I've seen other instruction videos - but in different arts. Mostly striking arts, but also in Hapkido and Judo. Or I've tried what I would see on YouTube or on a martial arts movie. Grainy and minimal shot angles or too glitzy and glam with the use of wires and pulleys. Maybe it was because these other videos were of questionable production quality or were basically what videos are - one way communication, that it was easy for me to be highly impressed by the Gracie University concept.
In addition to the quality of the video instruction, it was the progressive nature of the lessons that really appealed to me. There was a logical beginning lesson with drills that develop appropriate reflexes and then simulations that incorporate new lessons and past lessons into logical sequences that would occur in "real-life."
From a point of reference that many other BJJ students may relate too, depending on who attends a live BJJ class, it is very difficult to create a lesson plan that may meet the needs of all of the experience levels of the students in class that day. In my several months at the Grappling Club, I learned a ton - the basic submissions were drilled and drilled and drilled - Key Locks, Arm Bars (different variations), and Triangle Choke. I remember covering 2 or 3 different of sweeps (scissors, pendulum, elevator) multiple times. But I didn't learn an effective oopa, trap and roll escape until the last month at the Club. That was eye opening - trap a side (arm/leg) effective bridge straight up, then pivot and roll to the side of the trap.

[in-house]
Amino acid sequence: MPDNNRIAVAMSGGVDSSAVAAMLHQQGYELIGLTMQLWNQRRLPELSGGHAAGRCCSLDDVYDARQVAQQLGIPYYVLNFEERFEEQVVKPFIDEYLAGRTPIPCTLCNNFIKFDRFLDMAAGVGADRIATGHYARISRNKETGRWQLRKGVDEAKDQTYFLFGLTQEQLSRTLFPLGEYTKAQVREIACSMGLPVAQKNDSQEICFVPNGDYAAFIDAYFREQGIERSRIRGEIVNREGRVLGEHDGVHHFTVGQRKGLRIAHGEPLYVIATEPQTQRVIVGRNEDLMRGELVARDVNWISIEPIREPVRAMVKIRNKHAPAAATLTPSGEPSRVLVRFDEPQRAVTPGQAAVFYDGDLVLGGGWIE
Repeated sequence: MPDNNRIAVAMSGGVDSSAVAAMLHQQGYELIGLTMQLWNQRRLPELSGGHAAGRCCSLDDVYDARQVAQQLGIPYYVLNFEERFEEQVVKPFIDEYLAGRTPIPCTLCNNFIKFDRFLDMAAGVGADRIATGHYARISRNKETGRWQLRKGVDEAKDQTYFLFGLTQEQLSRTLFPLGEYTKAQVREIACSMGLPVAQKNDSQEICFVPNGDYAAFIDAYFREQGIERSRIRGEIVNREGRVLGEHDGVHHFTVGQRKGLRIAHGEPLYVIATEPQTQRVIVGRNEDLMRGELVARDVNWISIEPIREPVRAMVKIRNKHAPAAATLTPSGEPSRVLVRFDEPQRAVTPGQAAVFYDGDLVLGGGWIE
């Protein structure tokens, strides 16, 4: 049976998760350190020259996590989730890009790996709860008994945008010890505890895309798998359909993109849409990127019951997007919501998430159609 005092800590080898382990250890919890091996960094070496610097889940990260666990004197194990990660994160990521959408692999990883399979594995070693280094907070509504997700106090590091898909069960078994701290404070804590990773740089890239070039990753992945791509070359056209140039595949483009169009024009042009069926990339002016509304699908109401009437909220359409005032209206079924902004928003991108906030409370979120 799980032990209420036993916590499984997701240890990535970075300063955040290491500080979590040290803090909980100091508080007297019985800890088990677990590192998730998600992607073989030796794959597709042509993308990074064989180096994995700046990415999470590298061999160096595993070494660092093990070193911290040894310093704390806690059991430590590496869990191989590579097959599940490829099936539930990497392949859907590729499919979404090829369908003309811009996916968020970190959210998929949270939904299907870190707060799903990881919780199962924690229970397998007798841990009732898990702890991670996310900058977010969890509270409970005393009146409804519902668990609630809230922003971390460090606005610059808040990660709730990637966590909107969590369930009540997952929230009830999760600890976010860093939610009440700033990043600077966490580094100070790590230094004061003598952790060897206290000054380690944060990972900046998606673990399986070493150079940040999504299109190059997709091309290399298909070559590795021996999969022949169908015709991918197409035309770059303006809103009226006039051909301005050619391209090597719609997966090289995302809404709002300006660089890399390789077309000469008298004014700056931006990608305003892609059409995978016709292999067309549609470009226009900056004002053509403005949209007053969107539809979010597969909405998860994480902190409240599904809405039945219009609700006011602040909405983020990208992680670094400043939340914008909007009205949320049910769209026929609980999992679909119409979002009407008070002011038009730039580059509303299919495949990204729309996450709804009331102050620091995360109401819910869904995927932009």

But what it taught me (and I knew this for other stuff) is that as far as beeing an adult learner, I like to - need to - understand the base knowledge and how it builds, progresses and connects to following knowledge. Up until then, I was thinking about how I was treating the class. I was treating the class like other martial arts classes (striking classes). I learned one move after another move. Hey that was a cool move. Whoa that was a cool kick. Not really - "that was a great transition and look at the progression from that position to another position." I know, I know, it shouldn't have taken months for me to figure that out. But I'm slow that way.
So, because of issues I mentioned before, I'm limited with time. I jump on GU and find the first lesson - Trap and Roll Escape, three variations. The beginning of building my foundation.
Conditioning: "Study of a Galley Slave"
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